Making A Difference in Our County
We're working hard for the citizens we serve. Here are some examples of successful projects from the past year:
4-H YOUTH DEVELOPMENT
Cherokee County 4-H offers many learning experiences for youth to acquire knowledge about agriculture and environmental sciences in the community. In 2016, in-school 4-H curricula covered plant classification, water quality, zoonotic diseases, plant genetics and the rock cycle. Each lesson was presented to 496 students and included hands-on learning experiences in the classroom. Teachers gave positive feedback, reporting that the lessons reinforced their current fifth-grade science curriculum. Additional learning opportunities were presented after school through specialty clubs and judging teams, including Horse Club, Wildlife Judging, and Cotton Boll and Consumer Judging. A summer farm-to-fork day camp was offered at a local farm. Youth in attendance experienced a day on a working farm, where they learned about water quality, pests and diseases, crop management and making their own food. Youth took their new knowledge on where and how food is grown into the kitchen to make strawberry preserves. The class taught students about agriculture, enabling them to share their knowledge with their families. At the end of the class, 90 percent of the youth who attended understood the process that food takes from farm to fork, and they stated that they could go home and tell their parents more about how food is grown. Cherokee County 4-H also works closely with the Cherokee County Farm Bureau to advertise, promote and assist with their countywide first-grade coloring contest. Over 3,000 students participated in the agriculture coloring contest from all 24 elementary schools. Cherokee County Extension also cosponsored an agriculture expo with the Cherokee County Farm Bureau that drew over 300 attendees and vendors from the community. Attendees were exposed to various aspects of agribusiness, including beekeeping, the nursery industry, fruit and vegetable production, grit grinding, food production and commercial preservation, homemade soaps and egg production.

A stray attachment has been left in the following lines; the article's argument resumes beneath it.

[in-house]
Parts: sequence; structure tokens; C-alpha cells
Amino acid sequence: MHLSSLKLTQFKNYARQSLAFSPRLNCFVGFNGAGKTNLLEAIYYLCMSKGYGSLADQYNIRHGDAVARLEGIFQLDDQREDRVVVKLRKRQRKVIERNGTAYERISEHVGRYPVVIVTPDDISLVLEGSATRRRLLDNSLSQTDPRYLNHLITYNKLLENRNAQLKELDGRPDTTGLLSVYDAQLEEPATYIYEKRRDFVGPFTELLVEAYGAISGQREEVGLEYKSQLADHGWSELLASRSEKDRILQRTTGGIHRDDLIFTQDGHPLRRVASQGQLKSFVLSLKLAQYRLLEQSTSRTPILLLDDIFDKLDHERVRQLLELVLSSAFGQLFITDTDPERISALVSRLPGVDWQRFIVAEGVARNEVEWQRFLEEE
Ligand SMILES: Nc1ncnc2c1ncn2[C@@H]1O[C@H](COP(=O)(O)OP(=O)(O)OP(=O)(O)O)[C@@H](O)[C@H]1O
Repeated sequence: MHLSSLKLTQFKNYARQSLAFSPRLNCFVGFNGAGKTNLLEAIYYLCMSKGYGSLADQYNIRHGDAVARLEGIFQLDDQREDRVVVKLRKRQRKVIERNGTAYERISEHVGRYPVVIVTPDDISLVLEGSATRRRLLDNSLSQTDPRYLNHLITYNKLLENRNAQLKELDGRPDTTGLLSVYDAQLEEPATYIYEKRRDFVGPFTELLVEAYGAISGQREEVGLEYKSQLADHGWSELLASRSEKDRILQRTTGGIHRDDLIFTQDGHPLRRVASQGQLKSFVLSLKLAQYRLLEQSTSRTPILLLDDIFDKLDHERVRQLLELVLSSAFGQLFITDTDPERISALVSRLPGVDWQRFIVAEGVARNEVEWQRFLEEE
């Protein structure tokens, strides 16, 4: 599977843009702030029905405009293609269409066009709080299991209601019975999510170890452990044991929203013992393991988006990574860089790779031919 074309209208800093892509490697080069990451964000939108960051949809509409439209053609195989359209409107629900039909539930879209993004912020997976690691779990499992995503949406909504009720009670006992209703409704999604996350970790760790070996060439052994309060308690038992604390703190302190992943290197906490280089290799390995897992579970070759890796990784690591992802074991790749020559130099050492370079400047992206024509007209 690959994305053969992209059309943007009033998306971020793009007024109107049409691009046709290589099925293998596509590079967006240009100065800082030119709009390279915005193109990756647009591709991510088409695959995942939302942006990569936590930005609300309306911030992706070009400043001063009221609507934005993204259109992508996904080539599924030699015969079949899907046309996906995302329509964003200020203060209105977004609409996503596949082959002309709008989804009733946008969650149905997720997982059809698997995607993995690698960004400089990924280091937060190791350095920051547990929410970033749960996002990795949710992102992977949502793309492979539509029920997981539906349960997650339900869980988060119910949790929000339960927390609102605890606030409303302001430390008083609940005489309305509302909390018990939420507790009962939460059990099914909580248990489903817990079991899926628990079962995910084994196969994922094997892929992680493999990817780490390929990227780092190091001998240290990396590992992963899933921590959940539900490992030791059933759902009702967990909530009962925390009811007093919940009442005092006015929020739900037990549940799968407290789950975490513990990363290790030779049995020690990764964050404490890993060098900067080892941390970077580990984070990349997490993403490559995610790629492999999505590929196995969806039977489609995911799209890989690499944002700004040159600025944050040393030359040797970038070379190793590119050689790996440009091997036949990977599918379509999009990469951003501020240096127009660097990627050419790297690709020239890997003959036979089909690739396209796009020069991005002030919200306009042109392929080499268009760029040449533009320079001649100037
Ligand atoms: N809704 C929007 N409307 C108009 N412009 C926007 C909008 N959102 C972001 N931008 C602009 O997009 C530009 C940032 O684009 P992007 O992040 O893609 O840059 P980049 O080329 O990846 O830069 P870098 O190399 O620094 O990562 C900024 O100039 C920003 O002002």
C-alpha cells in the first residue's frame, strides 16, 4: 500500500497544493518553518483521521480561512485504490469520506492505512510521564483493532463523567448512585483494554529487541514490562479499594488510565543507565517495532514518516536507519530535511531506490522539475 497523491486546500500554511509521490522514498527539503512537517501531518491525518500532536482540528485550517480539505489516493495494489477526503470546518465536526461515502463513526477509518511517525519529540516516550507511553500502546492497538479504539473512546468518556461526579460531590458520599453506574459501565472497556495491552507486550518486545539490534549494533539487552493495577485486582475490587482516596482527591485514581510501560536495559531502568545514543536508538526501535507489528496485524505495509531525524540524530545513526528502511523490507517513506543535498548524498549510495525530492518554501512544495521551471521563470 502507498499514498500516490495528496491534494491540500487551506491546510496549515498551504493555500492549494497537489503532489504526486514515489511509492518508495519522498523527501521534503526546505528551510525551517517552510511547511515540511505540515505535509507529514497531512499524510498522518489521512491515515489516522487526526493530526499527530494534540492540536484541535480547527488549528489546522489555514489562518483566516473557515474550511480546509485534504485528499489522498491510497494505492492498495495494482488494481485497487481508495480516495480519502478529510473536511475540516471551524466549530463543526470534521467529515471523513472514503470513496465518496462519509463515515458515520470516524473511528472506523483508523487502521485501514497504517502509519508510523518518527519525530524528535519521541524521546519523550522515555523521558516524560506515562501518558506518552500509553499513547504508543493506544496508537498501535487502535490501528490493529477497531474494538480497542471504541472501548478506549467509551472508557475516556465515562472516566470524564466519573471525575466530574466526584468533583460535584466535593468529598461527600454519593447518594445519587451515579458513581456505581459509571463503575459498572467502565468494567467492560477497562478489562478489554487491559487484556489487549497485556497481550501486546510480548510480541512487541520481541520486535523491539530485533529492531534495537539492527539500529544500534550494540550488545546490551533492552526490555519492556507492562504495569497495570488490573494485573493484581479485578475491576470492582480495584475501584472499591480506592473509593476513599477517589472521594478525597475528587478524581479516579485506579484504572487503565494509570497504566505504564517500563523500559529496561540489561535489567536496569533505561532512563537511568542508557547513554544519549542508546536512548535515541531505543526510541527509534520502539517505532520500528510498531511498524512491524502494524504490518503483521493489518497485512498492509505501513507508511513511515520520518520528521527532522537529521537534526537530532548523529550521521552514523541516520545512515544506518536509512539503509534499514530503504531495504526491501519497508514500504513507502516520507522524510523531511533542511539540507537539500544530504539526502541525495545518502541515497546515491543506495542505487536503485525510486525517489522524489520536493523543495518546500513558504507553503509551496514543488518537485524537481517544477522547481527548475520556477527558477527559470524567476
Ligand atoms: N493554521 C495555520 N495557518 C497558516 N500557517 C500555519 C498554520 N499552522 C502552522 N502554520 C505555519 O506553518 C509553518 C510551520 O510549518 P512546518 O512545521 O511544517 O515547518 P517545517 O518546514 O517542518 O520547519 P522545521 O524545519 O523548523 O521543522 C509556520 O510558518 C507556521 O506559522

AGRICULTURE AND NATURAL RESOURCES
To proactively address the interest in home food production, Cherokee County Extension implemented the Backyard Agriculture series in 2016. The series followed the seasonal calendar of growing fruits and vegetables, and seven free courses were taught in the county. The program started in February with garden planning and seed starting, and it was followed by programs on composting, tool maintenance, pesticide safety, plant disease, insect identification, saving seeds and herbs, and fall gardening. The series finished in late October with lessons on tree and blueberry planting.An average of 25 participants attended each class, with a total participation of 148 in the entire series. Participants self-evaluated their knowledge and understanding of key topics before and after each course. According to evaluations, the courses saw a 45 percent increase in knowledge.University of Georgia Cooperative Extension is working hard for its constituents. The following are examples of our impact in the county over the past year.